• Some digital cameras have a delay after you press the shutter, so you may need to anticipate a shot and click the shutter a split second early.
  • Learn your camera’s timer feature so you can take a photo of the whole gang together. Position people at different levels (some sitting, some standing) and take plenty of shots to increase the chances of everyone’s eyes being open at the same time. This article has more tips on group portraits.
More resources from FamilyTreeMagazine.com for preserving memories through photographs:
  • Family Photo Essentials CD with tips on taking photos, preserving them in albums, safely organizing them and researching old pictures (on sale at ShopFamilyTree.com)


Genealogy fun | Photos
Monday, December 14, 2009 10:21:04 AM (Eastern Standard Time, UTC-05:00)  #  Comments [0]
# Friday, December 11, 2009
Genealogy News Corral December 7-11
Posted by Allison

Diane took a well-deserved day off today—but not before completing this week's roundup of news. I'm posting it here in her absence:

The Missouri Historical Society recently updated its searchable Genealogy and Local History Index with information from St. Louis-area graduation programs, the Anheuser-Busch employee magazine, a St. Louis County justice of the peace marriage register and more.
 
The National Archives and Records Administration  is holding a meeting to discuss proposed changes to research facilities at the Washington, DC, location. The meeting is 1 pm, Dec. 17, in the archives’ in the Robert Warner Research Center. If you can’t be there but want input, see the information on the NGS UpFront blog.

World Vital records has added more than a dozen genealogy databases from UK-based Anguline Research Archives, including registers from the Sherborne School (Dorset, England), parish registers of Norton-in-the-Moors in Staffordshire and Burford in Shropshire, the 1898 book Old English Social Life and more. See the full list in the latest Family History Bulletin.

The Priceless Legacy Co., which creates commemorative personal biographies in print and audio format, has signed on as the personal history provider for Ancestry.com's Expert Connect service.

Have an enjoyable weekend!

 


Ancestry.com | Genealogy Web Sites | International Genealogy | UK and Irish roots
Friday, December 11, 2009 5:04:53 PM (Eastern Standard Time, UTC-05:00)  #  Comments [0]
# Thursday, December 10, 2009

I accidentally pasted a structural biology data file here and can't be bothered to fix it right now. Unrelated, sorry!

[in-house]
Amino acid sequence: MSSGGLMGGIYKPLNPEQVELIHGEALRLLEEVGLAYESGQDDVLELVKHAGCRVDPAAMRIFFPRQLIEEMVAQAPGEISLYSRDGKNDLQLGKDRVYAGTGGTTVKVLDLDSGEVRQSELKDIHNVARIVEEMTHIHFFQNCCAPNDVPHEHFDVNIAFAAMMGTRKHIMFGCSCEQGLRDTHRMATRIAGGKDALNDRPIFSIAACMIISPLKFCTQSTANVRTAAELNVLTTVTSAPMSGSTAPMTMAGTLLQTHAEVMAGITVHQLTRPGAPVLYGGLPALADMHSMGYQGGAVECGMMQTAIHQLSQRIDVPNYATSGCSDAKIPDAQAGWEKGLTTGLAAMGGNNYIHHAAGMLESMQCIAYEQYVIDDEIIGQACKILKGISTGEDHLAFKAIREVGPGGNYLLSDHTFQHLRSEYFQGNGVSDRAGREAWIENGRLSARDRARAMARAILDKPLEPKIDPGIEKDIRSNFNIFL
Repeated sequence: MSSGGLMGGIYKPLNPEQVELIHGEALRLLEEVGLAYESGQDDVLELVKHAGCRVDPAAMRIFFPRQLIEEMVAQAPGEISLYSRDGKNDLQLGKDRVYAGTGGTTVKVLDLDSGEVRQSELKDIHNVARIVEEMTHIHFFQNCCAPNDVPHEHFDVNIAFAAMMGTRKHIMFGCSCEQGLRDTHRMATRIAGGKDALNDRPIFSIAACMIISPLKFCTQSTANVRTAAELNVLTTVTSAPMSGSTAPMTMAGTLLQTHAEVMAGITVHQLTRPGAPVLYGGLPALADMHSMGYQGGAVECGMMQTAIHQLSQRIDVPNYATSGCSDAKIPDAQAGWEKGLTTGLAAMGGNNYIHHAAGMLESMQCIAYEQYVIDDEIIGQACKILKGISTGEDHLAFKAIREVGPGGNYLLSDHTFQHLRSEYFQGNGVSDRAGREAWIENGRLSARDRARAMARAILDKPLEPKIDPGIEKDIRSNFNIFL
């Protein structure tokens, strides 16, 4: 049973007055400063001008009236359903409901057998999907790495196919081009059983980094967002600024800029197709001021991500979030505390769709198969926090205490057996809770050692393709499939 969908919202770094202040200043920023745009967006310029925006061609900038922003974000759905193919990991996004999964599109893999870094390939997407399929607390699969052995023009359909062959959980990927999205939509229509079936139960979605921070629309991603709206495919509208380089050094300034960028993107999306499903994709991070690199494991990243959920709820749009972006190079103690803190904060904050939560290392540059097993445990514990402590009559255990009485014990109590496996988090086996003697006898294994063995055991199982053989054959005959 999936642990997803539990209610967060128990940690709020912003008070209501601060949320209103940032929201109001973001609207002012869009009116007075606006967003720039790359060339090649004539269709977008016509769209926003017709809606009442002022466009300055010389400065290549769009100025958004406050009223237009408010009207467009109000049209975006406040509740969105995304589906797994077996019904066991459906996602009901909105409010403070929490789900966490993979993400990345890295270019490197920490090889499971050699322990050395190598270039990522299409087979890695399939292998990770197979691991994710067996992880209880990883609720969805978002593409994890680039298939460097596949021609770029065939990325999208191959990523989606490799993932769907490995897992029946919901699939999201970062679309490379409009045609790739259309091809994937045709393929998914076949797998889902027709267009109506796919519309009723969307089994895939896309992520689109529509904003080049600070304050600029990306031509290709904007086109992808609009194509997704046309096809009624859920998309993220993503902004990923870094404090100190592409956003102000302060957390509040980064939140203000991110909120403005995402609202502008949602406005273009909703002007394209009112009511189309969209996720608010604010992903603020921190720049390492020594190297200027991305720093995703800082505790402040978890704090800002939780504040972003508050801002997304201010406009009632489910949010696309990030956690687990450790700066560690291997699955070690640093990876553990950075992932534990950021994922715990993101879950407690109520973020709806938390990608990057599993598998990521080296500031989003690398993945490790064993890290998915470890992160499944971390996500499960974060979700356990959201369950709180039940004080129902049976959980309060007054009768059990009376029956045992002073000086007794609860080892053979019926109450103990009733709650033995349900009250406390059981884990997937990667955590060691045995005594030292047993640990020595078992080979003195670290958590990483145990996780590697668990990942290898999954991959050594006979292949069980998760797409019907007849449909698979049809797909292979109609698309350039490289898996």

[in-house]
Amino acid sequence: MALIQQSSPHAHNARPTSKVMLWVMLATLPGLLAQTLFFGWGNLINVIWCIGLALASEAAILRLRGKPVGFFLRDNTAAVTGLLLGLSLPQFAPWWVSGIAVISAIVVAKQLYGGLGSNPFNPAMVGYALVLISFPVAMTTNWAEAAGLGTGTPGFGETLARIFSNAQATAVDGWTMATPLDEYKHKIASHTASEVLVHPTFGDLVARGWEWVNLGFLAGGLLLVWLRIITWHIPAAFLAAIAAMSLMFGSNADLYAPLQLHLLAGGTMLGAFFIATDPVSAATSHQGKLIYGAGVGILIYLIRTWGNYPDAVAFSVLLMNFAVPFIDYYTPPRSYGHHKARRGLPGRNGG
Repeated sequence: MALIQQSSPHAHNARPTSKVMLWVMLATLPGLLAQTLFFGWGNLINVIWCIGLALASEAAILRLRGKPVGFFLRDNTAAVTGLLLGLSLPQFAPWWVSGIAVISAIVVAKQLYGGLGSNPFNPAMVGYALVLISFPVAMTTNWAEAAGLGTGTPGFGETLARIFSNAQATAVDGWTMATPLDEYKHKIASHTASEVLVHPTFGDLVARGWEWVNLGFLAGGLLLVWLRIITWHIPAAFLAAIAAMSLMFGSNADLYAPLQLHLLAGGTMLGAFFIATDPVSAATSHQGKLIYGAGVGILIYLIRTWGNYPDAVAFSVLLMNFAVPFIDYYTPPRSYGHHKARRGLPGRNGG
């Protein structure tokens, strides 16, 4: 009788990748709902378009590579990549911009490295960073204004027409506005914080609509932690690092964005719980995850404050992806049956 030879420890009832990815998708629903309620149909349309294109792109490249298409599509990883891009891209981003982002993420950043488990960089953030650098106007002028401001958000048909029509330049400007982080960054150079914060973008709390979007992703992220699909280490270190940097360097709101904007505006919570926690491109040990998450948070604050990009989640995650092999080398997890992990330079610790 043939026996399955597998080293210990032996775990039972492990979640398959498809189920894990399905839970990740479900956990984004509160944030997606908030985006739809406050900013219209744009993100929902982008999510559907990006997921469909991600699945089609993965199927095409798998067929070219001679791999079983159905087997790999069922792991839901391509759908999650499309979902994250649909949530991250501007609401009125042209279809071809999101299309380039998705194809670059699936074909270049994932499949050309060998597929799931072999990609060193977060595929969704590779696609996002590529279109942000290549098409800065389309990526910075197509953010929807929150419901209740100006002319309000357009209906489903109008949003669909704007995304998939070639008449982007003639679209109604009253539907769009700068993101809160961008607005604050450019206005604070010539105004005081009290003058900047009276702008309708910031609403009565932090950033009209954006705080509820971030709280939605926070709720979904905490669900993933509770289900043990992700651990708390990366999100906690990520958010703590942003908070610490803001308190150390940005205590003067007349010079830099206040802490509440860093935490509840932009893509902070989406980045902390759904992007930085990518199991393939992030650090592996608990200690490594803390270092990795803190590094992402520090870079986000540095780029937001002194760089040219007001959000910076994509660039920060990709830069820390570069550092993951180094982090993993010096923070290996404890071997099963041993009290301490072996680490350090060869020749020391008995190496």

Ancestry.com Upgrades Census Collection
Posted by Diane

If you’ve been unable to find your ancestors in US census records on subscription genealogy site Ancestry.com, it may be time to try again. The site just released enhanced images and/or indexes for six more census.

Added to upgrades implemented a few months ago, that means improved images for the 1790 through 1900 censuses, and better indexes for the 1850, 1860, 1870 and 1900 censuses. In all, that's 200 million improved census records.

Ancestry.com’s new indexes and images are a result of a resource-exchanging partnership with FamilySearch announced in 2008. FamilySearch provided Ancestry.com with its census images; Ancestry.com gave its index to FamilySearch volunteer indexers to use as a “first draft.”

Digital enhancements and higher-resolution images have given the records a cleaner look. In some cases, you can read names that were previously illegible because they were too light, dark, blurry or faded, or were obscured by something such as tape.

Here’s a before (left) and after (right) from the 1860 census; see more examples on Ancestry.com.



Improvements to the 1910, 1920 and 1930 census collections are the works.

Ancestry.com | census records
Thursday, December 10, 2009 1:18:25 PM (Eastern Standard Time, UTC-05:00)  #  Comments [1]
Hanukkah History
Posted by Diane

The eight days of Hanukkah begin this Friday at sundown, when Jews light the first candle on a special nine-branch menorah.

The holiday commemorates the rededication of the Holy Temple in Jerusalem after the Maccabees defeated the Seleucid Empire in the second century BC. There was enough oil to burn for only one day, but the light miraculously burned for eight days.

Use these links to learn more about Hanukkah history and traditions:
If you’re researching Jewish ancestors, make sure you check out the free JewishGen collection on Ancestry.com and Footnote's Holocaust records collection (free through the end of December).

Here are some how-to helps from FamilyTreeMagazine.com:


Genealogy Web Sites | Jewish roots
Thursday, December 10, 2009 9:03:57 AM (Eastern Standard Time, UTC-05:00)  #  Comments [0]
# Wednesday, December 09, 2009
Editors' Picks: Family Tree Magazine Desk Calendar
Posted by Diane



There are so many things I love about our first-ever desk calendar. Foremost are the beautiful photos—all from Family Tree Magazine readers—and the stories behind them. 
           
There’s also the genealogy tip of the month, and a ShopFamilyTree.com coupon on the back of each month. And the nice size (it fits into a CD case) that’s just right to tuck into a stocking (it also won’t take up too much real estate on your desk).